A photo illustration shows a woman holding a birth control pill. (Eric Gaillard/Reuters)

Britt Wahlin is vice president for development and public affairs at Ibis Reproductive Health.

On May 25, Maryland officially became the sixth state (plus the District) to allow pharmacists to prescribe birth control. This is a game-changer for women and families in Maryland, who will now be able to go into a pharmacy, and, after a short consultation, receive birth control. Pharmacy access is a major step forward, but too many people believe it’s the same thing as birth control being available over the counter. It’s not, and given that a process is underway to make a birth control pill available over the counter, this conflation could be costly in the long run. After all, how do you win a campaign people think you’ve already won?

Pharmacy prescriptions and over-the-counter access make it easier for women to get birth control. Both eliminate the need to go to the doctor, which can be a non-starter for those who struggle to get time off work or secure child care, live in rural areas or are young and have unsupportive parents. Many doctors aren’t able to see patients right away, which means women sometimes have to wait for a prescription they need now.

But the key differences between the two are important to understand. “Over the counter” refers to something you can get off the shelf, such as ibuprofen and condoms. A pharmacy prescription is really more like “behind the counter”— it removes some barriers, but not all. Yes, it saves the trip to the doctor, but because it requires an interaction with a pharmacist, it is not the same as grabbing toothpaste and vitamins off the shelf and paying at the register. And while an OTC pill could be purchased at gas stations, supermarkets and online, pharmacy access to birth control is limited to pharmacy hours and specific locations.

The Maryland victory is a big step forward for women, and I’m hopeful other states will follow suit, but conflating pharmacy prescriptions with OTC access could prevent us from pushing for an over-the-counter birth control pill that is affordable, covered by insurance and widely accessible. There’s no reason women should have to luck into living in specific states to have access to birth control. These state policies affect only women who live in said states and have access to pharmacists trained to prescribe birth control, while OTC access is a broader solution that will have a meaningful impact for women and families in every state.

It may seem so in the United States, but an over-the-counter pill isn’t actually revolutionary. Worldwide, birth control pills are available over the counter in some form in more than 100 countries. The American College of Obstetricians and Gynecologists supports over-the-counter oral contraceptives, citing the overwhelming evidence of the safety and effectiveness of such an option.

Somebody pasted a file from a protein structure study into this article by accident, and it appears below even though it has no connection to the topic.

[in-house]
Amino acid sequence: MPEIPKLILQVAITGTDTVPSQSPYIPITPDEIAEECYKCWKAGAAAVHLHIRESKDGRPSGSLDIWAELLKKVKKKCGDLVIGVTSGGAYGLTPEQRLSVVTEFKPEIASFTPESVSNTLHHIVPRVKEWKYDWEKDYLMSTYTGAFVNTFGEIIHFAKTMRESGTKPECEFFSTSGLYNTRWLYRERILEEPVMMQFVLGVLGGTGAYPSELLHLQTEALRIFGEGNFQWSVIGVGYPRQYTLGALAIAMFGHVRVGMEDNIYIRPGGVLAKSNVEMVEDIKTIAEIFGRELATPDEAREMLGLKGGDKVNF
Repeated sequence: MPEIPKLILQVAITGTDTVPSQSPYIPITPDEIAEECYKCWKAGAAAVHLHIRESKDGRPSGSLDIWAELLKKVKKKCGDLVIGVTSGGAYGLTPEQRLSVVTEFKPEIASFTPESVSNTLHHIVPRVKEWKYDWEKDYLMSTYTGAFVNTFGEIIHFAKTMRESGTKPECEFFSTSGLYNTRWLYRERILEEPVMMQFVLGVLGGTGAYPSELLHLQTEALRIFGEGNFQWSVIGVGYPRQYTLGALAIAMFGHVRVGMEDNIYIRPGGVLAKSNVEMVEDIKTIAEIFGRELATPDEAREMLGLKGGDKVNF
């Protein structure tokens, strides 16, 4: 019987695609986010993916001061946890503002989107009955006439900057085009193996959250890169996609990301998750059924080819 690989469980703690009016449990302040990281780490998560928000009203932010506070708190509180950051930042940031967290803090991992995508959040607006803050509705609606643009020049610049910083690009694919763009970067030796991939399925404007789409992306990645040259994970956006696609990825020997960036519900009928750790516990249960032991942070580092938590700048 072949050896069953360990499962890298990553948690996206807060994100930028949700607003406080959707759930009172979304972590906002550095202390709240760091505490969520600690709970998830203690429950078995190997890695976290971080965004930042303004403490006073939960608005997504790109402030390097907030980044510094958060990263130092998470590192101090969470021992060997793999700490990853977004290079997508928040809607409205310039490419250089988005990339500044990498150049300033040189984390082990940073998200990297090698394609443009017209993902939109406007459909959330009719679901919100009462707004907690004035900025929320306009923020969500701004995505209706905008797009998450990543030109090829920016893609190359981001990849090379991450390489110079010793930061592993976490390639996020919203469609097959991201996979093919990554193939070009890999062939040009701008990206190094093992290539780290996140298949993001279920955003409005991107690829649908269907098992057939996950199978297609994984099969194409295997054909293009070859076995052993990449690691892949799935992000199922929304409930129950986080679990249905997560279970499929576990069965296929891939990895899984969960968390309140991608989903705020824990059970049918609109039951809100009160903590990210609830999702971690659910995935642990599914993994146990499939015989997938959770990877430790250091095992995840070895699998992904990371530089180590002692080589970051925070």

There is strong bipartisan support for an over-the-counter option, though that would be approved by the Food and Drug Administration, not Congress. But we should consider it a victory only if insurance coverage is part of the equation. Otherwise, the need to pay out of pocket could leave birth control inaccessible to lower-income women. That — like the recent threat to roll back the insurance-coverage mandate, and many other proposals in the American Health Care Act that would gut coverage and make basic women’s health-care services prohibitively expensive — is access in name only and anything but in practice. Ignoring the need for insurance coverage makes over-the-counter birth control nothing more than empty hyperbole and shouldn’t be taken seriously.

As we continue to work on an OTC option, we can build on the exciting and important step forward that is pharmacy access. Pharmacists are underused in the health-care delivery system and are qualified and well-positioned to help more people access common medications that should not require the expense and trouble of a doctor’s visit. But there have been some unfortunate reports of pharmacists using their ideology to deny birth control to customers, and pharmacy access still requires a conversation with a pharmacist, potentially deterring some from making the effort. And requiring a prescription for something that is safer than allergy medicine and aspirin just doesn’t make sense, especially when the benefits of expanding access are so great.

Birth control is not just a perk for those who can easily get it; it’s an essential component of reproductive autonomy and an important way to advance equity for women of color and lower-income people who experience more health disparities. When women have a say in their reproductive health and family planning, they achieve higher levels of education and career advancement. We can all agree that what we need is more access.

Pharmacy access demonstrates real progress, and we should continue to expand it, but let’s keep the end goal in mind. An over-the-counter birth control pill is on the horizon. So, celebrate Maryland, and keep fighting.